The Register-Herald, Beckley, West Virginia

Latest News

March 4, 2014

UPDATE: Doctor's tests show Lambert “has a propensity, without warning, to blow up”

Jeremy James Lambert’s trial for the murder of Cyan Maroney continued Tuesday as the defense called its fourth witness, Dr. Lawson Bernstein Jr., to discuss Lambert’s medical conditions.

Lambert is accused of fatally stabbing Maroney, 25, on Oct. 2, 2011, but the defense is arguing his actions were caused by post traumatic stress disorder, a mood disorder and a mixed personality disorder.

Defense co-counsel Mary Dyer asked Bernstein to review his educational and employment background, as well as give the jury definitions of certain psychological terms.

Dyer and Bernstein also disclosed to the jury that Bernstein is being paid over $30,000 to provide his expertise during this trial.

“Obviously I’m being paid a lot of money for this case,” Bernstein said. “But I call them as I see them.”

He said he has been required to travel a great deal to and from Pittsburgh for this case, which is part of his fee.

Bernstein said he ordered an MRI and EEG scan to examine Lambert’s brain activity, but both of those exams yielded normal results.

His psychological testing, however, showed that Lambert suffers from PTSD, mood disorders, mixed personality disorders and alcohol dependency, according to Bernstein.

Dyer asked him if these disorders would allow someone to have the intention to kill someone.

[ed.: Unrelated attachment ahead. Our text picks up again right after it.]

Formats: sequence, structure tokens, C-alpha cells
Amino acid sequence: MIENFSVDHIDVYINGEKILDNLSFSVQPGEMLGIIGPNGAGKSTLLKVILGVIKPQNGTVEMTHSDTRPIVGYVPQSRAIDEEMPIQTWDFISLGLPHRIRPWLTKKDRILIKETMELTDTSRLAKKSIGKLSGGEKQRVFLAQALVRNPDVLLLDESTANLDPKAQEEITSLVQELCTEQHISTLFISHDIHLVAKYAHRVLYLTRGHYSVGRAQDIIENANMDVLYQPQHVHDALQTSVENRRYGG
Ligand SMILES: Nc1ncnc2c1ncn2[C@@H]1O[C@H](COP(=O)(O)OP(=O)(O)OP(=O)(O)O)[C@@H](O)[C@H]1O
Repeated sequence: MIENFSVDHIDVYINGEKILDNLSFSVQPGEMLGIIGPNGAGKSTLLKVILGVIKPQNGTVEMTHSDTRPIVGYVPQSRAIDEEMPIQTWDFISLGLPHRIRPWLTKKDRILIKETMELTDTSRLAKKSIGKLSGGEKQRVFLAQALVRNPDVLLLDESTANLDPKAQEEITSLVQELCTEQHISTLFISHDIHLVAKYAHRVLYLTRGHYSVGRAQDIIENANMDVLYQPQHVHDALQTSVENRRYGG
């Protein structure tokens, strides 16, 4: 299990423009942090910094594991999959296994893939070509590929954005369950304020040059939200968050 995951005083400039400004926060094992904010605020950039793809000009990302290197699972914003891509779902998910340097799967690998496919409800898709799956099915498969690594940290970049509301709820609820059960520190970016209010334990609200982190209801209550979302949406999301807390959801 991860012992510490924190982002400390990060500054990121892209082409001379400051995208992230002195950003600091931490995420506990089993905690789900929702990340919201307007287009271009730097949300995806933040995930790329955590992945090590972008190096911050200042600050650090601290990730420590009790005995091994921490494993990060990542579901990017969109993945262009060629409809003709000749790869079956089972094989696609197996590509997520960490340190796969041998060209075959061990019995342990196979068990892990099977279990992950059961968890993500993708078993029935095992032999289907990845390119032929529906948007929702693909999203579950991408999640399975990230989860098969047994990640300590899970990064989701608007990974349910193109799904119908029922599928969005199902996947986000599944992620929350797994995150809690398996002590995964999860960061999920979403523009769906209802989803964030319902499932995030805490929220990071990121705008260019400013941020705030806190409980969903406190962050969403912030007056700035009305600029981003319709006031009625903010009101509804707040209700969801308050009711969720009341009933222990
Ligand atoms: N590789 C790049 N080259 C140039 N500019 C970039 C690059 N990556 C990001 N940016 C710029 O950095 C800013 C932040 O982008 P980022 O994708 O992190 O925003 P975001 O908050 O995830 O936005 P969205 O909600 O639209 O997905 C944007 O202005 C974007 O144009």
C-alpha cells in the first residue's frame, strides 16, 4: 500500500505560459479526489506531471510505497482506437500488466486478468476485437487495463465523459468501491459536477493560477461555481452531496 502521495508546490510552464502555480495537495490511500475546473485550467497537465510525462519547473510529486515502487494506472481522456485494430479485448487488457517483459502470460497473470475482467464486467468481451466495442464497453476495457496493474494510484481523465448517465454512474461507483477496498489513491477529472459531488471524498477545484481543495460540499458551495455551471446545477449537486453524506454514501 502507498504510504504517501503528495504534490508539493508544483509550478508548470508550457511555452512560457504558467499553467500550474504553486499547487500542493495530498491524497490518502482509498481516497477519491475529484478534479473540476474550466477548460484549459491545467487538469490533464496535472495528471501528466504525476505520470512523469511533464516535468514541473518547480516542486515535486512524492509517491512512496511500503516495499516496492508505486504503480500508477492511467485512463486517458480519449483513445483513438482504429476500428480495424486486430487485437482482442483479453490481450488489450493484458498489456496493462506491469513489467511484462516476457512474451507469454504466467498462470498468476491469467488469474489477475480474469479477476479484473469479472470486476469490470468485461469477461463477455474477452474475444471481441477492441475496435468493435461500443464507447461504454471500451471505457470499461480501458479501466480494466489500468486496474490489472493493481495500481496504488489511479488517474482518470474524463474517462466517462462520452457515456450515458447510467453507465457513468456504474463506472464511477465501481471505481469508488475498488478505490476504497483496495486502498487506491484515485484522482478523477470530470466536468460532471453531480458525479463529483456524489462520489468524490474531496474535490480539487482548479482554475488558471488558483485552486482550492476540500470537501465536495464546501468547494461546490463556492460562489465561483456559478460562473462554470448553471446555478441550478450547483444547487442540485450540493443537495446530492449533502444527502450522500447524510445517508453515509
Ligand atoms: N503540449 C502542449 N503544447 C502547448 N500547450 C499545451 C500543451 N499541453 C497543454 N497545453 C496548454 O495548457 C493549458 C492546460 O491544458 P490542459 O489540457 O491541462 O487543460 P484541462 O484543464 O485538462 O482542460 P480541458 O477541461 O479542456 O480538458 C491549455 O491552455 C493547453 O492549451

These disorders, aside from the alcohol dependency, “negated his capacity to form homicidal intent,” Bernstein told the jurors.

He said Lambert’s psychological testing showed he “has a propensity, without much warning, to blow up.”

Bernstein described a PTSD sufferer as someone who experiences trauma, sees someone experience trauma or has the impending threat of trauma.

Dyer asked why certain members of the military suffer from PTSD, but others do not; Bernstein replied, “We all bring different risk factors to our life events.”

Bernstein said that PTSD sufferers are often prone to impulsive behaviors, to which Dyer asked, “Is an impulsive behavior an unplanned behavior?”

“Yes,” Bernstein answered.

The jury was dismissed for lunch at noon and will return at 1 p.m. for the afternoon session. 

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